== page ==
In Defense of Fairy Tales
Fairy tales seem to get a bad rap very often these days. “They’re so cliche. Every single one has a beautiful princess and a handsome prince and a happily-ever-after ending.” “They’re positively ridiculous. Like anyone would believe a pumpkin could become a coach!” “I’m tired of princesses looking so perfect.
Modern girls are so insecure about their looks already.” “Everyone knows ‘happily ever after’ doesn’t happen in real life, and it’s dangerous to give kids the idea that it does.” These statements might be true enough; but to my mind each is a very simplistic way to view the time-honored fairy tale. Let’s take a closer look at this set of stories and see if we can find anything in them today’s world might be missing. First of all, fairy tales are not meant to be taken literally.
This point is crucially important if we want to get at the heart of what fairy tales really mean. No one really believes that a fairy godmother is going to pop up out of nowhere and fix all a girl’s problems just because she’s been so good. No one expects the prince to fall in love with the first virtuous peasant girl he meets. And if anyone’s hair ever grew so long it could be used as an elevator to pull people up into a high tower, I’m pretty sure she’d be all over the news. Fairy tales aren’t meant to be believable in the way most modern fiction is. Often, this throws modern readers for a loop.
After all, even our fantasy and science fiction novels are brim full of reasons explaining the rationality behind the heroes’ marvelous adventures. When fairy tales don’t do the same – when the stepmother’s jealousy seems unfounded or the presence of Seven Dwarves in a wood remains unexplained – we feel cheated and think the author of the story must have been inept. This is all because we forget that fairy tales are an entirely different genre from what our world soaks up so eagerly today. The glory of the fairy tales lies in this difference – rather like a scullery maid whose genuine beauty is overlooked because she does not dress in fluttering silk and flashing jewels. Fairy tales are not meant to be taken literally. Oh, it is true that they are amusing and beautiful stories in themselves, in a certain simple sense, but their true wonder and genius lies in the hidden meanings of the story, meaning which, though they make themselves subtly felt, are not blatantly obvious to the undiscerning eye.
Fairy tales speak to us of another world, of a spiritual realm more glorious than fairyland, and more perilous – and ten thousand times more real. In fairy tales we see reflections of the yearnings that are placed within every human heart, shadows of the fulfilment of each person’s dreams. The images in fairy tales speak right to our inmost being, because they are somehow familiar to us. In the mistreated little scullery maid we see a hardworking and long-suffering soul, a soul which so often groans beneath the truth that “this world isn’t fair.” In the ugliness of the witch we recognize the ugliness of sin, and in the beauty of the heroine we realize the beauty of virtue even when it is masked by a coat of grime.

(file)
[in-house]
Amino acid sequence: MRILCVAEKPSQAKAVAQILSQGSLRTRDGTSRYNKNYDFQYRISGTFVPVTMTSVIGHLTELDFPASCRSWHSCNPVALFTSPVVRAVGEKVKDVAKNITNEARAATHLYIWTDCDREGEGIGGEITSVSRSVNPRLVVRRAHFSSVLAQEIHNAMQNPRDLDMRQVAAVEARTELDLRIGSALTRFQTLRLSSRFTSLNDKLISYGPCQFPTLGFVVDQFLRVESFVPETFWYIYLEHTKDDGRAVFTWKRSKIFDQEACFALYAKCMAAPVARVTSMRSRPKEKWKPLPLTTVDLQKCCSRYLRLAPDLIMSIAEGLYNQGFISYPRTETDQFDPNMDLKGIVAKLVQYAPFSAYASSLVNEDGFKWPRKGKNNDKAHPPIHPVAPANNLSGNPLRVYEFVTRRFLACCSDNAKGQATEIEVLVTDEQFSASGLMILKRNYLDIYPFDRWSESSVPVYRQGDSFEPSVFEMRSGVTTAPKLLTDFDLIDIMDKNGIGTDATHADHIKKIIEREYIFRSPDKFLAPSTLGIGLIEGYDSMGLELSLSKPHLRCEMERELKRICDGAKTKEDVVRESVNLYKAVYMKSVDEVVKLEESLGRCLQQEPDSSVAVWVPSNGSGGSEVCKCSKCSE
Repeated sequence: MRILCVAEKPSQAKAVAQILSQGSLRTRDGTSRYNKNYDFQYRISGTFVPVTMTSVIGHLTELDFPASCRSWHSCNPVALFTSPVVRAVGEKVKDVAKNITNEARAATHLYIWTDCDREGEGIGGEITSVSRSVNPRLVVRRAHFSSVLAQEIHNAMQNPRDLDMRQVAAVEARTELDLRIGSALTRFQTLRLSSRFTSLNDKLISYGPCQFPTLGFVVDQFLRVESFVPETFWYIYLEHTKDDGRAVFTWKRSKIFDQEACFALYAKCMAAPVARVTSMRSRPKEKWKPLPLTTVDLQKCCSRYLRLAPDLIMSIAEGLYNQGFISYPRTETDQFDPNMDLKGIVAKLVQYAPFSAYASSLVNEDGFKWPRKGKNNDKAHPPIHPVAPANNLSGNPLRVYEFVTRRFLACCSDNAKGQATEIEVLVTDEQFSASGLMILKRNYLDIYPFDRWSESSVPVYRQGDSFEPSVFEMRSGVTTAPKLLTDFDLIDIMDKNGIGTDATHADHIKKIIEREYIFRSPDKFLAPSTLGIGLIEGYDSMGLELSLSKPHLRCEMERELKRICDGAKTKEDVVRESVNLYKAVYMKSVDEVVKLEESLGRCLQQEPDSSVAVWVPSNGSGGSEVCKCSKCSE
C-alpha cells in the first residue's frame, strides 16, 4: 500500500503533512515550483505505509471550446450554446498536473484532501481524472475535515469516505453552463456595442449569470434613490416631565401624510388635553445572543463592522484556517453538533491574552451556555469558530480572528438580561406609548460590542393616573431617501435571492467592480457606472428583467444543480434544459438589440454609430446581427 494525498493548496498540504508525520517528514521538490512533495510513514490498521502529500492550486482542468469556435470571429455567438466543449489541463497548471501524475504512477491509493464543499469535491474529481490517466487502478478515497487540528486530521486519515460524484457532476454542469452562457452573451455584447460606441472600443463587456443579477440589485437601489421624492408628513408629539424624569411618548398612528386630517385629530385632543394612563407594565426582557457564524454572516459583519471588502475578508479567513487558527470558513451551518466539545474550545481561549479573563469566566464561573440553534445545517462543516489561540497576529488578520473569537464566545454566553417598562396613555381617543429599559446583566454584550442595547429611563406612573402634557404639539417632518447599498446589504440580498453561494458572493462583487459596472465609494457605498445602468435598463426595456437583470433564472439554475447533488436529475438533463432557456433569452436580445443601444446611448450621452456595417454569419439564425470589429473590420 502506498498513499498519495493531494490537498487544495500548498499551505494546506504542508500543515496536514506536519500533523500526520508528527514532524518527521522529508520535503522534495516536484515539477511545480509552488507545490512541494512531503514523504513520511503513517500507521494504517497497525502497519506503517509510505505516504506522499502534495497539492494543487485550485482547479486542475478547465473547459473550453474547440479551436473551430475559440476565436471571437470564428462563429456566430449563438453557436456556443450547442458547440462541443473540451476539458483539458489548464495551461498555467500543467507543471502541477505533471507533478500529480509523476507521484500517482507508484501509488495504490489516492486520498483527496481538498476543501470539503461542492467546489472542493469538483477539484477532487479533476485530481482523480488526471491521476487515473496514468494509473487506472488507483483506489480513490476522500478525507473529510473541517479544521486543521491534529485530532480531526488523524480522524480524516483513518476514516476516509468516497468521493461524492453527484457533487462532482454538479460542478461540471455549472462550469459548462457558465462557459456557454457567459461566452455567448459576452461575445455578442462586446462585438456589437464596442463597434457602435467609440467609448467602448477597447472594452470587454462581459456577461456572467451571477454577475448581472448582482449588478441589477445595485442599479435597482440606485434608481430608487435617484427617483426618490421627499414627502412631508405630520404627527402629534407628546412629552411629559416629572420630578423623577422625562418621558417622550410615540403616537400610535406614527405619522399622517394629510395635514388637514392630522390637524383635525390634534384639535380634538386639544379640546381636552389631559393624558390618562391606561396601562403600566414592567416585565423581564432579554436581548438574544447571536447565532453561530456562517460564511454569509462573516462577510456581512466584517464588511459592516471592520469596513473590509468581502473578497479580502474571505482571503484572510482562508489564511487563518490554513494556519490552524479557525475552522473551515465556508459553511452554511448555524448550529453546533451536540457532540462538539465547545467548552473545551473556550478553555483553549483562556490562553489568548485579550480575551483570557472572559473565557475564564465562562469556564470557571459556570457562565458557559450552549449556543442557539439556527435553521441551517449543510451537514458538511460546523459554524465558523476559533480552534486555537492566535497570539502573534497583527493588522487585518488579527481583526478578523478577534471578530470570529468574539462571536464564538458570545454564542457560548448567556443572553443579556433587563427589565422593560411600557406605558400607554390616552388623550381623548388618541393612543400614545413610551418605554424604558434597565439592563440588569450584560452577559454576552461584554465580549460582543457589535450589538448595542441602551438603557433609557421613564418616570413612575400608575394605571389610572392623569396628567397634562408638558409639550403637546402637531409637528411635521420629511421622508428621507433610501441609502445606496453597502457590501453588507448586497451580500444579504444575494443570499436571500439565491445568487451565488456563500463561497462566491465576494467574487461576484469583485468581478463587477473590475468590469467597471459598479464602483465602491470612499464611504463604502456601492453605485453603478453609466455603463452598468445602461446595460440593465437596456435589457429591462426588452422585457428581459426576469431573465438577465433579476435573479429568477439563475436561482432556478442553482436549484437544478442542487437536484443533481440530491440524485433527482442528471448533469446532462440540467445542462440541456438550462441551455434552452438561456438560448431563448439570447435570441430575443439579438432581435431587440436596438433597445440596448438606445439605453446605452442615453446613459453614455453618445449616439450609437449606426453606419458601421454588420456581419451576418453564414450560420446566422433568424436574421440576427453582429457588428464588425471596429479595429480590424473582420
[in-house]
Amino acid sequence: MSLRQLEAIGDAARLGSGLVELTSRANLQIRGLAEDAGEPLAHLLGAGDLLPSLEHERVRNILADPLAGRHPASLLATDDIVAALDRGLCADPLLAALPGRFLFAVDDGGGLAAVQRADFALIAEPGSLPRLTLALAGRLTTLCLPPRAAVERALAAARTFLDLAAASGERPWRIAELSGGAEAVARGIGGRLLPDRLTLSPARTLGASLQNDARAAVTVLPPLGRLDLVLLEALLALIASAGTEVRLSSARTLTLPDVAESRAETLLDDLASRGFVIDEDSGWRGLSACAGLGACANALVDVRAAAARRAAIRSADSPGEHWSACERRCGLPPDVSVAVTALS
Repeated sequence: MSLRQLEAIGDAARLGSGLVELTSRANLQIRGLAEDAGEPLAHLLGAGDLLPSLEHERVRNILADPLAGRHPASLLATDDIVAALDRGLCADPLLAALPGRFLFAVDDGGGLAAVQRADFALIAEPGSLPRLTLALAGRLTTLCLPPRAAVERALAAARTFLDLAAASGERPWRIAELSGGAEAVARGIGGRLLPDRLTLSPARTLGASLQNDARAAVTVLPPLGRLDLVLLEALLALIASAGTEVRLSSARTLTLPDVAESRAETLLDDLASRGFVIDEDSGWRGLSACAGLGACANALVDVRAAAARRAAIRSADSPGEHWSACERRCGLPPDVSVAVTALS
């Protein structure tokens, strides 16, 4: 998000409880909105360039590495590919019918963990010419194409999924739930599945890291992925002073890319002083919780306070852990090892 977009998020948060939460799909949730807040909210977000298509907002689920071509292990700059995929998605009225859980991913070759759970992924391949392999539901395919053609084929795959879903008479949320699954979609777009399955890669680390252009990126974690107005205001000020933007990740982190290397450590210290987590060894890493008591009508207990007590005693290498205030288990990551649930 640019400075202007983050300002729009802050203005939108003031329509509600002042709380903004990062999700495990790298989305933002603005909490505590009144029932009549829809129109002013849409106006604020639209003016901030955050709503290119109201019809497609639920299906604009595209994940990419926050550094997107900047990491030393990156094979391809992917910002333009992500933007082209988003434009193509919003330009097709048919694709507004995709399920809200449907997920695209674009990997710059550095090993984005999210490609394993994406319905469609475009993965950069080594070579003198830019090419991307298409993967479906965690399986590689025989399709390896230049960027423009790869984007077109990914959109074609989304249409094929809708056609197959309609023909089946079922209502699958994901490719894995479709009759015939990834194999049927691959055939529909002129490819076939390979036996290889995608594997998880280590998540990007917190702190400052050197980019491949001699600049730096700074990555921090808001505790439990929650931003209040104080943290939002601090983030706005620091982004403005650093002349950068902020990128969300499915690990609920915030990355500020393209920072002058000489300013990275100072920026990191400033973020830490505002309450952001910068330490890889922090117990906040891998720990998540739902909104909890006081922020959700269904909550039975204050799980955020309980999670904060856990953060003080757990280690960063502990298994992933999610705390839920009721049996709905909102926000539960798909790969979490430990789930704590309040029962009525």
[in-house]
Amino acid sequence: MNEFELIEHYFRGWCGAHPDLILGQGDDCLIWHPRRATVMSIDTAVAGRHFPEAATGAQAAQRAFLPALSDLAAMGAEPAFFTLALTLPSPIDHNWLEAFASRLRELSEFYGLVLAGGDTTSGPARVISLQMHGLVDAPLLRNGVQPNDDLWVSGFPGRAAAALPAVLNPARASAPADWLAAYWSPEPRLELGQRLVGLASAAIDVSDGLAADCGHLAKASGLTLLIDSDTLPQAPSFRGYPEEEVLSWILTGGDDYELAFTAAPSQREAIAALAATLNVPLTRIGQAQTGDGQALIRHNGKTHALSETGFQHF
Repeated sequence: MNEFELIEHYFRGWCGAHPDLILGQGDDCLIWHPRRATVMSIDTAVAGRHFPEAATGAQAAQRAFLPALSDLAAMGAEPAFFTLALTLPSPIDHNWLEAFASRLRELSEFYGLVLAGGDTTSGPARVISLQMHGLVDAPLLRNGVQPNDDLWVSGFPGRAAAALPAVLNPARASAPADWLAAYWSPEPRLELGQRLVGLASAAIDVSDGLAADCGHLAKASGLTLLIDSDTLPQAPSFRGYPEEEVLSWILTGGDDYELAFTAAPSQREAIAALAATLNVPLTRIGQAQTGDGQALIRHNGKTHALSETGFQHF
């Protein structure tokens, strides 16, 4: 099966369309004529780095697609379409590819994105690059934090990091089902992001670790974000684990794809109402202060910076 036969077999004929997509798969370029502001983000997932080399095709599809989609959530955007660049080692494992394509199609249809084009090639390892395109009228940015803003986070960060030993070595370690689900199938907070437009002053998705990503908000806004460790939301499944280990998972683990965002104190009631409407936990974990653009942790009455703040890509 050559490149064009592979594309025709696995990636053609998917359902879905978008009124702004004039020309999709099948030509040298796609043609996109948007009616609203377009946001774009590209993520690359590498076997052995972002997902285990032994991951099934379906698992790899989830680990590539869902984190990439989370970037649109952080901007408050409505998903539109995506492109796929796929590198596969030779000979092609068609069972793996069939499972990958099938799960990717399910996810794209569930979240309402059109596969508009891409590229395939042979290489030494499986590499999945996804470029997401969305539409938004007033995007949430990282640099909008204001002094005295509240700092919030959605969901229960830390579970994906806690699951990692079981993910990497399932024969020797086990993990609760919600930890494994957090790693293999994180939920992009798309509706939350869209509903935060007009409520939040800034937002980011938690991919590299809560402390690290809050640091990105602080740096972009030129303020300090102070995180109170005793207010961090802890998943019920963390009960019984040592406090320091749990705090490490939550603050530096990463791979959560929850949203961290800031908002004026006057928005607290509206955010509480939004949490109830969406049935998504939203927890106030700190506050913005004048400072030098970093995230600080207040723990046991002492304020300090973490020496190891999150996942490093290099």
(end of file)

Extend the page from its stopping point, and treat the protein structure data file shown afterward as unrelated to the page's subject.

In the deep sleep of the precious princess, we see the ruin of a soul in sin, lovely as ever but trapped in a total unawareness of everything that matters. Enter Prince Charming. Oh, how often has he been criticized and misunderstood! Yet this is perfect, for he represents one who truly was criticized and misunderstood unjustly. He is the hero who comes to save his beloved, the perfect man who alone can fulfil the heroine’s deepest longing: her longing for love and purpose. If the damsel in distress represents, not merely a model young lady, but each struggling human soul, then the Prince represents He who alone can save and make happy that suffering heart within each of us – not merely “the perfect match” everyone knows too good to be true, but the loving Savior whom many disregard.
And the happily ever after? We all know this world has none to offer; but, in our heart of hearts, we also hope that we can find one elsewhere. It is a human yearning, illustrated through ages of mythology and religion, to have some perfect world where the good are rewarded – and also where the evil are punished. It is this hope of the afterlife which the happily ever after represents, that faith in final justice which is spoken of so blithely at the conclusion of every fairy tale. That, my dear friends, is my take on fairy tales, and why I love them so. They are not merely stories – they are lessons, truths packaged in gauzy silk and given to children as their earliest playthings.
Wise children, by playing with these toys and turning them over in their bright little brains, will eventually grope beyond the packaging and find the jewels beneath, the treasures which will be of use to them evermore on their journey of life. Perhaps you disagree with me. That’s alright. But as long as there is a deeper, truer, and more beautiful explanation to fairyland than the one the world accepts, it is the one I shall accept. It may be that there is more to fairy tales than meets the eye.